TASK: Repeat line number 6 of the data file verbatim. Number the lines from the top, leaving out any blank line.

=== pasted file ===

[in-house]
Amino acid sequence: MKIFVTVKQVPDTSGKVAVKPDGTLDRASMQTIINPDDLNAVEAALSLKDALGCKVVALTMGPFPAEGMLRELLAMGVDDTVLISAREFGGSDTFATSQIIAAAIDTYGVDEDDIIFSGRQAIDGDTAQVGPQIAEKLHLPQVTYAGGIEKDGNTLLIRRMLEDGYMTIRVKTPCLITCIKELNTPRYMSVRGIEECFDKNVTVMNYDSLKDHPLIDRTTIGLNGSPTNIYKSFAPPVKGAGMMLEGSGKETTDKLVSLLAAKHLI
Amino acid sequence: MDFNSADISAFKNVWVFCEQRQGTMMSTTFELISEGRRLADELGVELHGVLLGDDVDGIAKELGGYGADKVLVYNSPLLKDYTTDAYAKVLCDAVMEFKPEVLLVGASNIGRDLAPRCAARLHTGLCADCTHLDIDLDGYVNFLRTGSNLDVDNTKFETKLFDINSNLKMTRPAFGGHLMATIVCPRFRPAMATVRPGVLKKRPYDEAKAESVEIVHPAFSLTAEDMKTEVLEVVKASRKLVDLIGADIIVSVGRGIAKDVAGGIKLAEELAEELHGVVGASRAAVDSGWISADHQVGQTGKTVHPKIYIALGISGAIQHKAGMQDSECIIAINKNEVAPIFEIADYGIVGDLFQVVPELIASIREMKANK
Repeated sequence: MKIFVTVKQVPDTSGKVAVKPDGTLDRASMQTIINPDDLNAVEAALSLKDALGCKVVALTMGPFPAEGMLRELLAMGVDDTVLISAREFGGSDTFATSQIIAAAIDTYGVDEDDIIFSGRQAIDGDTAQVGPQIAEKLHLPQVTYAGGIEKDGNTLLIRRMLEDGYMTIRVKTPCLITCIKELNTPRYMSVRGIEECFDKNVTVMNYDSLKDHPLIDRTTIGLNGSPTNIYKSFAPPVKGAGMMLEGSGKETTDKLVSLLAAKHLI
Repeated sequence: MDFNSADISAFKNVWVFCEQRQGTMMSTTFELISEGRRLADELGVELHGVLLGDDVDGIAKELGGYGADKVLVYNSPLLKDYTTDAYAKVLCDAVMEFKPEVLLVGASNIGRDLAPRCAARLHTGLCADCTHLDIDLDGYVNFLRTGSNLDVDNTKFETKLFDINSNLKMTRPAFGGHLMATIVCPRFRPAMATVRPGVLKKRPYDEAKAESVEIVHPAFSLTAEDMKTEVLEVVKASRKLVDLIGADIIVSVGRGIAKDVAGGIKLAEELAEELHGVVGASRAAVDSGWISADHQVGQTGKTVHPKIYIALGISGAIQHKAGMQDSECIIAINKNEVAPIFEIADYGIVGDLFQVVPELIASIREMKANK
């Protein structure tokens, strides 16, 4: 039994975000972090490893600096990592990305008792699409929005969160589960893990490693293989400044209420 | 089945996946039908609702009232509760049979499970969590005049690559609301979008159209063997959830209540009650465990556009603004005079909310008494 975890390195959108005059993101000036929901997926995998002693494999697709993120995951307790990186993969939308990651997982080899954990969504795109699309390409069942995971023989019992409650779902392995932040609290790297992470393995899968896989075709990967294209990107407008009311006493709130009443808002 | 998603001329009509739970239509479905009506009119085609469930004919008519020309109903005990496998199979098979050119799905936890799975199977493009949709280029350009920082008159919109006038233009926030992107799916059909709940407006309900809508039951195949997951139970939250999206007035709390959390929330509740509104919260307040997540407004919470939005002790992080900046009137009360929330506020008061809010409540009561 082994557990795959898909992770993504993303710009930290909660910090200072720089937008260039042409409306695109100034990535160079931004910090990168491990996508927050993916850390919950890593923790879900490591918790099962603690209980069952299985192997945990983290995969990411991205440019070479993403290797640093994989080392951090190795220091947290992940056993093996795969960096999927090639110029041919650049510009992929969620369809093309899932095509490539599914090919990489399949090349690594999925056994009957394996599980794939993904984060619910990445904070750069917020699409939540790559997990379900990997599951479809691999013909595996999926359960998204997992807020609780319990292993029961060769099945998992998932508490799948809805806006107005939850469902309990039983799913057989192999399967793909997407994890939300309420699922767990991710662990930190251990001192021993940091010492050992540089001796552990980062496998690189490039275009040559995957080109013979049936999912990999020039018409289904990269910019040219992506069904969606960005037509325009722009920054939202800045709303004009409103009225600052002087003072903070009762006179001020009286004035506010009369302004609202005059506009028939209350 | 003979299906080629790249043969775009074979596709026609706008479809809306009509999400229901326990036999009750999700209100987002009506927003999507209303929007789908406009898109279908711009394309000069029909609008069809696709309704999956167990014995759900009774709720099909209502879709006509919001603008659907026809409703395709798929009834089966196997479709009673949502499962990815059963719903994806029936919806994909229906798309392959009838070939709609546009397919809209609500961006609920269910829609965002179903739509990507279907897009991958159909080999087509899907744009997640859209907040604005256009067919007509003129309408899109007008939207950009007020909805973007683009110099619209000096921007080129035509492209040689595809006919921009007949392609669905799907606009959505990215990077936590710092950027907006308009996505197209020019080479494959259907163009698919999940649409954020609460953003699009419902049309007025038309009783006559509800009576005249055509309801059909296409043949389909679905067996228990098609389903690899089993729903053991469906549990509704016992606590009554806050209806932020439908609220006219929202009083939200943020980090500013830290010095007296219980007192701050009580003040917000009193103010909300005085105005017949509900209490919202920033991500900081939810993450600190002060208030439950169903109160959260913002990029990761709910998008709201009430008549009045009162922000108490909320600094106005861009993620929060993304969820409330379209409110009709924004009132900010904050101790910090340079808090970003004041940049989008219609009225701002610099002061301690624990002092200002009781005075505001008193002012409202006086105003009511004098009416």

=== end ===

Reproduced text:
């Protein structure tokens, strides 16, 4: 039994975000972090490893600096990592990305008792699409929005969160589960893990490693293989400044209420 | 089945996946039908609702009232509760049979499970969590005049690559609301979008159209063997959830209540009650465990556009603004005079909310008494 975890390195959108005059993101000036929901997926995998002693494999697709993120995951307790990186993969939308990651997982080899954990969504795109699309390409069942995971023989019992409650779902392995932040609290790297992470393995899968896989075709990967294209990107407008009311006493709130009443808002 | 998603001329009509739970239509479905009506009119085609469930004919008519020309109903005990496998199979098979050119799905936890799975199977493009949709280029350009920082008159919109006038233009926030992107799916059909709940407006309900809508039951195949997951139970939250999206007035709390959390929330509740509104919260307040997540407004919470939005002790992080900046009137009360929330506020008061809010409540009561 082994557990795959898909992770993504993303710009930290909660910090200072720089937008260039042409409306695109100034990535160079931004910090990168491990996508927050993916850390919950890593923790879900490591918790099962603690209980069952299985192997945990983290995969990411991205440019070479993403290797640093994989080392951090190795220091947290992940056993093996795969960096999927090639110029041919650049510009992929969620369809093309899932095509490539599914090919990489399949090349690594999925056994009957394996599980794939993904984060619910990445904070750069917020699409939540790559997990379900990997599951479809691999013909595996999926359960998204997992807020609780319990292993029961060769099945998992998932508490799948809805806006107005939850469902309990039983799913057989192999399967793909997407994890939300309420699922767990991710662990930190251990001192021993940091010492050992540089001796552990980062496998690189490039275009040559995957080109013979049936999912990999020039018409289904990269910019040219992506069904969606960005037509325009722009920054939202800045709303004009409103009225600052002087003072903070009762006179001020009286004035506010009369302004609202005059506009028939209350 | 003979299906080629790249043969775009074979596709026609706008479809809306009509999400229901326990036999009750999700209100987002009506927003999507209303929007789908406009898109279908711009394309000069029909609008069809696709309704999956167990014995759900009774709720099909209502879709006509919001603008659907026809409703395709798929009834089966196997479709009673949502499962990815059963719903994806029936919806994909229906798309392959009838070939709609546009397919809209609500961006609920269910829609965002179903739509990507279907897009991958159909080999087509899907744009997640859209907040604005256009067919007509003129309408899109007008939207950009007020909805973007683009110099619209000096921007080129035509492209040689595809006919921009007949392609669905799907606009959505990215990077936590710092950027907006308009996505197209020019080479494959259907163009698919999940649409954020609460953003699009419902049309007025038309009783006559509800009576005249055509309801059909296409043949389909679905067996228990098609389903690899089993729903053991469906549990509704016992606590009554806050209806932020439908609220006219929202009083939200943020980090500013830290010095007296219980007192701050009580003040917000009193103010909300005085105005017949509900209490919202920033991500900081939810993450600190002060208030439950169903109160959260913002990029990761709910998008709201009430008549009045009162922000108490909320600094106005861009993620929060993304969820409330379209409110009709924004009132900010904050101790910090340079808090970003004041940049989008219609009225701002610099002061301690624990002092200002009781005075505001008193002012409202006086105003009511004098009416």